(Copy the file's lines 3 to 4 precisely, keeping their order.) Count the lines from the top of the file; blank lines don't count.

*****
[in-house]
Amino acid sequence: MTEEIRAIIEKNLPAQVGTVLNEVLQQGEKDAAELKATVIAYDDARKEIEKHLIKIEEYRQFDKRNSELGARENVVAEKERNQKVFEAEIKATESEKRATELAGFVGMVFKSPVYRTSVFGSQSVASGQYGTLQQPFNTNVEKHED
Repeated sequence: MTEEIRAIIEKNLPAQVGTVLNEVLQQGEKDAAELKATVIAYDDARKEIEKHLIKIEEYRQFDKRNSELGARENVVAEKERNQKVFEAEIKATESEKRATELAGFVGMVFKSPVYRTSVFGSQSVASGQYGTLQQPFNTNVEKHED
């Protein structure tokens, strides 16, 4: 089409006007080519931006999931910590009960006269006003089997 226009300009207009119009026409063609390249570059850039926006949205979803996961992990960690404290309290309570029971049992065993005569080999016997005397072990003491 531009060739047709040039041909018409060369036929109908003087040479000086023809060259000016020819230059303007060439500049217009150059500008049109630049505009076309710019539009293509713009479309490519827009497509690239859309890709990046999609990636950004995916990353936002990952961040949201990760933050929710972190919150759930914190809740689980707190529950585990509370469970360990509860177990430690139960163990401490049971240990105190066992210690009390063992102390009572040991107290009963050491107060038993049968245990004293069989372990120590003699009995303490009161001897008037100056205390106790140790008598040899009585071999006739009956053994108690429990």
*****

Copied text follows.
Repeated sequence: MTEEIRAIIEKNLPAQVGTVLNEVLQQGEKDAAELKATVIAYDDARKEIEKHLIKIEEYRQFDKRNSELGARENVVAEKERNQKVFEAEIKATESEKRATELAGFVGMVFKSPVYRTSVFGSQSVASGQYGTLQQPFNTNVEKHED
């Protein structure tokens, strides 16, 4: 089409006007080519931006999931910590009960006269006003089997 226009300009207009119009026409063609390249570059850039926006949205979803996961992990960690404290309290309570029971049992065993005569080999016997005397072990003491 531009060739047709040039041909018409060369036929109908003087040479000086023809060259000016020819230059303007060439500049217009150059500008049109630049505009076309710019539009293509713009479309490519827009497509690239859309890709990046999609990636950004995916990353936002990952961040949201990760933050929710972190919150759930914190809740689980707190529950585990509370469970360990509860177990430690139960163990401490049971240990105190066992210690009390063992102390009572040991107290009963050491107060038993049968245990004293069989372990120590003699009995303490009161001897008037100056205390106790140790008598040899009585071999006739009956053994108690429990």